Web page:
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Lethbridge Herald Newspaper Archives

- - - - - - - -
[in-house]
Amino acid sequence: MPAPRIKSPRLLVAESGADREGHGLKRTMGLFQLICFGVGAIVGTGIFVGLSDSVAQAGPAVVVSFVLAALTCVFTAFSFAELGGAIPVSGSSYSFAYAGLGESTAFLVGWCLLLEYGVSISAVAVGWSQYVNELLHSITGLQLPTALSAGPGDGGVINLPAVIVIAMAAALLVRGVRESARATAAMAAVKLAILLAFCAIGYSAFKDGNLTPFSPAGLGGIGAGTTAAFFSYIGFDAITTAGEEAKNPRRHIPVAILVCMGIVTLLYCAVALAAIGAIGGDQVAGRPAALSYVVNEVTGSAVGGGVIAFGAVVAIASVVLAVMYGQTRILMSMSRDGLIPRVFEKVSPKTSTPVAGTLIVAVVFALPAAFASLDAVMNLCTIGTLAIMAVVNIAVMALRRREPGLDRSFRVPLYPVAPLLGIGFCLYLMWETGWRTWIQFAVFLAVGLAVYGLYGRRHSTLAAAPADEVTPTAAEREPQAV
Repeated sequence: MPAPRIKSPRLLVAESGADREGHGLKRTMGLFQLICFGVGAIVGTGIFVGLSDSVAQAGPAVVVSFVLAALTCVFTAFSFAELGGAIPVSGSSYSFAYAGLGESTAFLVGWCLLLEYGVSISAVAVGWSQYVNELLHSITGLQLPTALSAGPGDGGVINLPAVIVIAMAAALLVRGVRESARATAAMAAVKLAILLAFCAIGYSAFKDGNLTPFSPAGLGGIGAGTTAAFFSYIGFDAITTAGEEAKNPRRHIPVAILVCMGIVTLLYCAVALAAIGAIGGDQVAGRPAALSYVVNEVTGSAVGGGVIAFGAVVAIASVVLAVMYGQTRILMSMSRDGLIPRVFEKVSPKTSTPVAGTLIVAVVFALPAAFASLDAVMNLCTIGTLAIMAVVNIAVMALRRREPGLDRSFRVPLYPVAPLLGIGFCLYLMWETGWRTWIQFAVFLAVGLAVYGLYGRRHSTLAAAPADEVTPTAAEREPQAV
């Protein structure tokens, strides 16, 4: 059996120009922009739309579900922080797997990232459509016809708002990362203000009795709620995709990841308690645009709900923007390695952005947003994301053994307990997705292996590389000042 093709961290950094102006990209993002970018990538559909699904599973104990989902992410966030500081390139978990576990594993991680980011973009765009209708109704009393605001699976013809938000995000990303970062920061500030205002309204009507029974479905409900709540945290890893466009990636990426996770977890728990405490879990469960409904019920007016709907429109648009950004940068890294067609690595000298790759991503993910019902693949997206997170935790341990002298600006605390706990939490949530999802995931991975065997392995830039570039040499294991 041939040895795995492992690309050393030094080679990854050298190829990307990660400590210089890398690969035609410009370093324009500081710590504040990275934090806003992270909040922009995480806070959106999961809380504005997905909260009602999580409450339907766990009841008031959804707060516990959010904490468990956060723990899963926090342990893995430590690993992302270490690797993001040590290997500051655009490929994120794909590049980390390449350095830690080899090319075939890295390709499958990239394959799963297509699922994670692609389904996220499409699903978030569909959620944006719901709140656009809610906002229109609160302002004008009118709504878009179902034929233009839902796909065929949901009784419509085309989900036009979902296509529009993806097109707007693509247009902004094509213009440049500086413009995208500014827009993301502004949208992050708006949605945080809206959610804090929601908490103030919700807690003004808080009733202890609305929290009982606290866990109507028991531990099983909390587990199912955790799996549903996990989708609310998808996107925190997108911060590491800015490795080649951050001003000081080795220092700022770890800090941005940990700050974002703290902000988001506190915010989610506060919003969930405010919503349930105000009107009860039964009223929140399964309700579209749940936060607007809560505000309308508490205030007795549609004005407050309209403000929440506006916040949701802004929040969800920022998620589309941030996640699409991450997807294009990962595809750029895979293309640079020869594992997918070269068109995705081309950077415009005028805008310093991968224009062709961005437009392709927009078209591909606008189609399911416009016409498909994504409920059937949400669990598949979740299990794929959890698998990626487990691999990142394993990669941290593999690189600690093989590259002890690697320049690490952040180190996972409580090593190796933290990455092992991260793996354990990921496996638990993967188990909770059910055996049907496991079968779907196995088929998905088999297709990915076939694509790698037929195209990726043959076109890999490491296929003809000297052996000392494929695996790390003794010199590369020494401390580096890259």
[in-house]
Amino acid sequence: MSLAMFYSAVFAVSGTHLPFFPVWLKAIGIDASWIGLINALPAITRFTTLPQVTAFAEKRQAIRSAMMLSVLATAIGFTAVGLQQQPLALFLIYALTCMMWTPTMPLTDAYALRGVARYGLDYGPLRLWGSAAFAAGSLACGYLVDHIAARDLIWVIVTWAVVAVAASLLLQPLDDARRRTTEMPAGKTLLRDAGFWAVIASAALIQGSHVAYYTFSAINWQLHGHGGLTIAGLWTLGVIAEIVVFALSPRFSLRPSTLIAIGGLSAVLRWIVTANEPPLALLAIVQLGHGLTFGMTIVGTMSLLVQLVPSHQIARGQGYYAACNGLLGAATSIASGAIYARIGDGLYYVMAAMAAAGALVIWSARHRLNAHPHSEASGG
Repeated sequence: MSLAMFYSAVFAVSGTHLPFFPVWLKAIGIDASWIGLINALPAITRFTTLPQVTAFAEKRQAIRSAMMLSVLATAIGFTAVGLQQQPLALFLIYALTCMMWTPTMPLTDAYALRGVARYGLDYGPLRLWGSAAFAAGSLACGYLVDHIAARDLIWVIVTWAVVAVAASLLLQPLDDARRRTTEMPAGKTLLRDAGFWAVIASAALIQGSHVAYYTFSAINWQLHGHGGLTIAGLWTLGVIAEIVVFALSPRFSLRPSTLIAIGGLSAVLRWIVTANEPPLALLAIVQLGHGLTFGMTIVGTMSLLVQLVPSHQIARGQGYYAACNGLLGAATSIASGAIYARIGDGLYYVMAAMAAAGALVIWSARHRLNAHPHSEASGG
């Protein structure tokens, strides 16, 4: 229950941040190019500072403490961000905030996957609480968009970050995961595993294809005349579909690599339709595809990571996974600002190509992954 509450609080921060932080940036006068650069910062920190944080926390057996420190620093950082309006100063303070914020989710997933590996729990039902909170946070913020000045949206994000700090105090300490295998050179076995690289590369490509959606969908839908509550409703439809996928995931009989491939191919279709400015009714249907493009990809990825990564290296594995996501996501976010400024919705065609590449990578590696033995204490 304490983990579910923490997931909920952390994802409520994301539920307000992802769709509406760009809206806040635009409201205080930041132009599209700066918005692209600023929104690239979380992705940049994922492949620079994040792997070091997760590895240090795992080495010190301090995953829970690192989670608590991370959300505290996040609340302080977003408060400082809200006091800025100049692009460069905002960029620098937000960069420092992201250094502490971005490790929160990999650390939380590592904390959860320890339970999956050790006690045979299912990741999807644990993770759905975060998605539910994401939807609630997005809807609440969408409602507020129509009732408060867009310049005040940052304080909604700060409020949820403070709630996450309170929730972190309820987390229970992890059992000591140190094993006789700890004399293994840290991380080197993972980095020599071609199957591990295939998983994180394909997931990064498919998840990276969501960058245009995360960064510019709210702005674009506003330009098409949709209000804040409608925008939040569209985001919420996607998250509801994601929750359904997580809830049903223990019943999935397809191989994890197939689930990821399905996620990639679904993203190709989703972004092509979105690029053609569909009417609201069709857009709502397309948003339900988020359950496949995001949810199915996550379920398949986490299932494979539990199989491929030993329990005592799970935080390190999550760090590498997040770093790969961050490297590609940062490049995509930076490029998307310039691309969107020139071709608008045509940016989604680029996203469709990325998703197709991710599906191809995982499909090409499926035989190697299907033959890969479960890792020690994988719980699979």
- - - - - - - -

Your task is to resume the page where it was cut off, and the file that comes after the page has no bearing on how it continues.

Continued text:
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Lethbridge Herald (Newspaper) - June 3, 1918, Lethbridge, Alberta PAGE FOUH THE LETHBRIDGE DAILY HERALD i 5b: OArLY~AND WEEKLY MONDAY, JUNE 3, 1918 Proprietor* and Publltharn {THK LETHBRIDGE HERALD PRINTING COMPANY, LIMITED �23 6th Street South, Lethbrldga W. A. Buchanan President and Managing Director tohn TonancQ -  Busiufass Mannccr T2LF.PH0NE3 Buitness Oftice .......... �aitoriaJ Olfice .......... 1252 1214 8ubscrlptlon Rataxi Daily, aellverod, per week......10 DaJly, delivered, per year .....15.00 Dally, by mail, per year ......14.00 Weekly, by mall, per year .....�1.50 Weekly, by mall, per year to U.S..$2.00 Date* o� explr>- of gubscrlptions 6?-rear dally on address label Accept-ace of papers f.ftc. explratii.n date li our authority to continue the sub- BCrlptJOD. THE PROGRESS OF THE WAR. FJgbtlnB furiously along the northern bank of the Marne, the Germans have presiied tlieir otrensive to the greatest possible degree, in an endeavor to force a crossing, without uccess. The French have everywhere held the Germans during tlio week-end, and they have been able to make only the slightest advances at tremendous cost. The German crown prince, who commands on ,this front, has sacrificed whole divisions of men in his vain attempts, and the German drive may now be said to be definitely checked. Sunday the French drove the invaders out of several villages that they captured. In Flanders the British have recorded successes in raids against the German lines. An allied offensive on a large scale is now predicted. MOTORISTS SHOULD JOIN THE AUTOMOBILE CLUB. The Lethbridge Automobile- Club is an organization that is doing something for the community. The prosperity of a community is largely dependent on means of transportation, and the local autoists are doing all In their power to better the roads of the district. By posting the main routes they are also doing the district a good turn. The club has a wide field for its endeavors and It also has a lot of work to do, so that it needs the support of every auto owner in the Lethbridge district. Get' behind the club in ite membership campaign an^ see that funds and energy are provided to do the work. CATTALO AT WAINWRIGHT PARK. Writing in the Grain Growers' Guide, a correspondent gives the following very interesting description of experiments being carried on In producing a hybrid type called cattalo in the Walnwright buffalo park: And now another feature of 'interest is added to the buffalo park, and that is the cattalo. A couple of yeargs ago a few of these hybrids were brought from Bobcaygeon, In Ontario. Breeding and cross-breeding has been continued, and now quite a large number are to be seen. On going through the park and looking at the various species of nature's handiwork, one is not very agreeably impressed by mankind's attempt to divert natural tendencies. The cattalo are quiet, having no vloVint buffalo hatred for dogs, automobiles and pedestrians, but-they are not beautiful. Neither Is a buffalo nor a cow, but they are etill less to. To see an enormous black Instead of a brown buffalo, with instead of a buffalo's face, a blank white Hereford "phiz," is nothing ehort of startling. Or a sorrel-colored, curly-coated buffalo with a similar white face, looking Innocently at you from under his eyes beneath hia uraat bump, makes you tap your head wilti ytur hand an! doubt your own Ban- jiy. I am tol-1 rha'. th9 Buffalo has f'E-tees, ribs, domestic cattle thirteen, and the cattnlo fourteen. Hence, In breeding up the caiialo. they nio creating a larger type of cattle. It Is mostly, apparently, with the Hereford and Polled Angus that the cross Is mado. The first experiments wjere hard on the mothur animal, as tne dome'iiio cow was used, and the humped formation of the calf v*as the difficulty. Latterly more humane experiments liave been conducted, using the buffalo cow and a sire of the domestic species, Hereford or Polled Angus. These breeds of cattle are good rustlers, and ao, of course, is the buffalo from the fact that tho peclee thrive on these prairies tho year round. . Neither buftalos nor callle paw in now as do horses. But the long dew-lay of the buffalo is used by. him to rub aside the crust and snow, in order that he may reach the grass, another trait shared by the hybrid. It Is on theee premises and expectations, therefore, that stockmen hope to build up quite a unique breed of cattle, 'large and hardy and adapted to almost any rigors. ECONOMIC PRESSURE ON GERMANY. * Mr. Thomas W. Lamont, of the WnkIng firm of J. P. Morgan & Co., declared the other day that it is the business 'men of Germany who will bring about peace. Peace will come, jiot "because tho people are starving, lor the^ are not starving. It will not bo because of .economic exhaustion, for Germany Is not economically exhausted." It will coiuo because the enemies of Germany can ruin for a long period her foreign trade and Germany without this trade would bo "a bloodless, lifeless Germany." Business men In Oormany may well think that poace on Allied terras-pence which will leave tho real Germany nntouclicd In respect to her frontiers -is bettor than ruin by economic isolation. Mr. Lamont said with emphasis that peace will not come through the financial collapse of Gcr-man.v. Tho coinpolliiig power will he tho resources nnd power of the .\1-lies, backed by delcrnilnatlon to uso' lliem. This t be made clear that Germany cannot; win in tho field. But a weapon not ; less potent, when backed by military | force, is the throat o( the economic. isolation of a Stato which livijs largely by foreign trade. | There are not many tilings, says l the Toronto Globe, which Germany in ! her blind arrogance fears, but one of; them is the permanent loss of raw material and of markets. Evidence is not wanting that the growing super-; iority of the Allies in the air is due ' in part to the inferiority ot materials ; used in some German flying miichines, I Wlien German civilians are ordered ! to hand over to tho military uutUori- i tics all of their.suits of clothes but | one. we may see how real is the i lack ot wool and perhaps of cotton. The German bu.siness man is supposed to have a keen eye for the future, j If he calls up the picture of a Ger-1 many which, even with peace re-! stored, cannot get supplies and must j lack a hundred things vital to her in-1 riustrial life, he may well have sinking of heart In spite of his continued devotioB at the shrine of Hindenburg. We all desire peace, and one problem for the Allies is to consider whether, while Germany is fighting for military success, she can be made to see the futility of her efforts, sinqe economic defeat is well within Allied power. 11 is certain that the .\lUed Governments, including the Government of tho United State?, are considering a declaration to Germany now^ of their future economic policy, as a measure for shortening the war. A French economist, M. Edmond Las-kiue, has recently outlined quite bluntly a policy. Germany, he says, can have uormai economic relations with the Alllea after the war, but; only It she accepts soon reasonable j peace terms offered by the Allies. .\t a moment when we wait, breathless, renewed slaughter in Europe on a colossal .scale, time'Is of the essence of the problem. With an early peace, says M. I./askine, economic freedom for Germany after the war; with peace delayed, economic Isolation; it peace comes now, the restoration of normal relations; it it is delayed six months, an economic boycott ot Germany for five years; if it Is delayed for one year, a boycott ot ten years; on. On the face ot them, such proposals, it muat be admitted, sound crude. If we trade with Germany after the war it is because we expect ourselves to profit by this trade. It causes no anxiety whether Germany gains or loses by such trade; we are thinking ot ourselves. We must carry oif' our trade or shrink into economic obscurity. The problem before us now cannot, however, be settled by a single econoaiic rule. We confront a situation unprecedented in the history of the world. It is divided into two groups, one ot which controls the vast bulk ot man's resources. Human freedom Is the iesue. The enemy ot freedom must be brought low. It he can be starved into submission so much the better. The problem is not one ot conditions In time ot peace but in time of war, We have to consider whether an economic threat will quicken the coming of peace. A great diplomatist said the|other day that the thing which Germany dreads more than the power ot the Allied armies in the field-ta their economic power after the war. He added that the time is near when this power should be thrown into the scale to hasten a decision tor peace. Hitherto tlie United States has steadfastly opposed economic war after the military war. But there are leaders in the United States who are beginning to aay that eiidurlng economic war may be made a factor In tlie military war. it riius.t be admitted that the problem is .obscure. Germany may be able to find In Russia and other subject territories economic compensation for an Allied boycott. Probably no question except that ot operations in the field is now causing closer study in high circles than this one of economic pressure on Germany. If a threat ot boycott for even a long term ot years will end the war more quickly and save many lives, there are tew of us who would resist even so extreme a measure. But tho question is complex. The threat ot a boycott may only give the Gorman leaders a renewed plea for sacrifices from their suffering peoples, a renewed cry that Germany Is Ilghtlug for her life. M. Laskine's jiloa is alluring but may well be a wIll-o'-tho-wiBp. \ PICKED irpitm^ PA SSIJVG TMB BUSY MAM � Grace Lusk was found gtlllty in Waukesha. AVis., of second degree murder, for tho killing ot .Mrs. Mary Newman Koborts. The death occurred at .Vanaimo ot Lewis .Jones, a native of Wales, at tho aKO of ."I. He had resided in Nanaiuto for ;>0 ^'cnrs. The d*'atli ot George .lung, ot the firm cf llPlmbrckcr & .lung ftirnlliire manufnoturers, and one of Elmli'a's prominent citizens took place In Kl-inira from a paralytic stroke. Itc has been in business since 190;;. Seven buildings were destroyed in Port Hawkeshury through a tiro that started at 11.HO and was not extinguished until "t o'clock In tho afternoon. Tho tiro commenced in the root ot Mrs. Xormau Mclntyre's house and store. ,las. I.;. Slielilon, aged eightpen years, a six months' prisoner at the county jail at BollevUle for theft, was let out into a yard, and suddenly disappeared. Xo trace has been found of him. He was wearing prison clothe.'!. .Mr. John C. Edwards, aged el.^lity years, of Ottawa, brother of Senator W. I'. Edwards. Iiad a narrow escape from instant death at Herkimer, New York, wlien his automobile was struck by a train at the Caroline St. crossing and smashed Into kindling wood. The ^e-ir York board of education voted uiinnlniously to illscontlnuo the teaching of German in tho public schoola for tho duration ot tho war. Mrs. Alma Cecilia Bowell, the wife ot J. M Bowell, former collector ot customs at Vancouver, and a son of the late Sir Mackenzie Howell, died. Three months' Imprisoniuent was tho penalty imposed on Isaac Baln-bridgo In Toronto wlieu tho prisoner was brought up for sentence on a charge of publisliln.? a .slanderous libel In tho "Canodi-.m Forward." Forty pas.sengers and trainmen were injured when a Southern Pacific westbound pasRenger train, number lot. known as tlie !)ehi.\o Special, wn.i derailed near Lafayette. A defective switch la believed to have caused tho wreck. Firo Chief James .Vrmslroiig has completed 21 year.';' service a.s a fire tighter. He joined the Toronto Department In 1897 and remained there till 190S when ho became chief -at Port Arthur. In in09 lie wont to Kingston. Fritz Bonn, a German was arrested 111 New Westminster and sent to Van-LOiiver. He was In possession of a permit from tho Vancouver chief of police to go to Port Mann and tad been there two days. When arrested a list of machine shops was found In his possession. Tho call extended to llev. Robert WlUtei of Hollldayaburg, Pa;, .'jy Park Baptist Church of Brantford has been accepted and he will ehortly assume nis n�w duties. The three-year-old daughter ot) Thos. Glazier ot HuUett township, wae drowned In a cistern. Tho top had been removed to allow It to fill during a heavy rain, and the child ran out and fell In. More than fourteen years ago A. R. Fllbeok left his homo at Galloway, Mo. Ho was not heard from until his mother, Mrs. G. W. Filbeck, living at Crane, received a letter written by him on Mothers' Hay. All civilian nurses in M.D. No. 12 In the military hospitals will ,bo lot out Juno in. Tho policy to be adopted by tho Government to have only nurses who hold commissions with tho C.A.M.C. Mra. "T. ,T. Stewart, wife ot the member for West Hamilton dropped dead suddenly In Hamilton while visiting her daughter, .Mr.i. (Hov.) R. .1. Mc-Alpinc, of Buffalo. The deceased had been in good health, and It is thought that heart failure was the chnae ATI aged woman was drowned and the'plants of the manufacturing companies, two dwelling houses, an electric light and power house, a railroad bridge and a quarter of a mile of railroad track was swept away when a' new concrete mill dam collapsed at Hill, N.H. R. F. Taylor, a school teacher, who has been teaching near Edmonton and who was arrested In Kdmonton and brought to Moose Jaw, pleaded guilty to tU* forgery of a cheque for $S0 and was sentenced to eleven months in Reglna jail. MACLEOD (From,The News) On Monday inornlng last James Smith had a very nrtrrow oscapo from death while pitlntlng the water tower. Smith and nenson'wero painting tho cup ot the towoP>about l;tO feet from the ground. Smith was Bllting in a sling about 5 fo'lllage. Tho boya wore oxamli^lni; a riflo when It suddenly we�it' off and the bullet went through Martin's,brain. In a fire that went through tho cattle sheds of the O.T.R. in Niagara Falls, 19 carloads ot cattle wore destroyed. There are Indications that the sheds had bqen started with In-flnmmajjje liquid. JIrs, A. E, Stovel.dled In Wlnuipog at her residence ni tho age of 8i years. Mrs. slovol was a native of Pickering, Ont., and originally o( United Bmplre Loyalist and Quaker stock; since her arrival In Winnipeg. ;iB years ago, she has been Identified with the Methodist church. Rev. C. .11. Qgaltc, who has completed a terra of four years' pastorate on tho Mono Mills Methodist circuit, is invited tO'remain for another terra and a salary of twelve hundred dollars is offered him. Tho Official Board has sent a' imuflfmous resolution to the Toronto" 'Cdnference to accede to this �   CARMANGAV (From the Sun) Another business change look placa 111 town this week when F. A. Hodgo sold hlH garage to Mr. Arvld Lyck-mau. who in turjti has leased It to li. A. McMillan of Lethijrldge, who will toke possession on June IBtli. .Mr. McMillan comoa to Cannangay well rocomniGuded ns a first class mechanic and wo understand It Is his Intention to Instill a machine shop and welding outfit here. At tho last meeting of the town council constable Blachly was appointed health and sanitary Inspector, Mr. J. S. AInslie shipped a carload of young cattle to Calgary on Wednesday and LeVeaconte and Nabb a carload of hogs. On Tuesday also four cailoads ot cattle made up mostly of stockers were shipped from this point by a buyer from Calgary. There IB so much land being.broken up that tho pasture Is becoming very, scarce which accounts for tho furmers getting rid of their stockers. Before Earl Burns left for Calgary to join tho colors, his friends and neighbors called at the home ot his mother. iMrs. L. Burns, and presented him with a gold watch as a slight token ot their respect for him. Two popular young people of Car-mnnga.v, Mr. F. C. Craddock ond Miss Vivien Barbor, daughter ot Mr. and Mrs. M. Barbor were married at Calgary on Wednesday, May IBth, by Rev. Mr. FalUs, pastor of tho Central Methodist church. /f^^>-y~y-r^^7^/V/ 7/7/7/^. Volume That Means Value /^NLY throujgh vast production cap a quality product be sold at a moderate price. Eight years ago Goodyear No-Hook Tires commanded a much higher price than popular brands. For Goodyear production was small. > Each year since, then Goodyear Tires have rendered increased service to motorists. * /' The motorists of this continent were not long in appreciating that Goody ear Tires are manufactured on a basis of high ideals. Their appreciation has been expressed in a demand that to-day makes Goodyear the largest selling tire of the world. This gigantic volume allows a ri3\ Ing in Goodyear products that insurwi- a .r^itas- ure of value impossible to achieve through any ether means. It enables motorists to keep down the cost of tire-miles in th^ face of increased labor and material prices. ^ And it has enabled Goodyear to add yearly millions of dollars to the quality of a product already amazingly and uniformly good. J The Goodyear Tire and Rubber Co. of Canada, Limited Goodyear Tires, Tubes and Tire-Saver Accessories can be obtained frotnGood^ year Service Stations everywhere. Watch for this emblem and enjoy the benefits of Goodyear Service wherever it is displayed. ;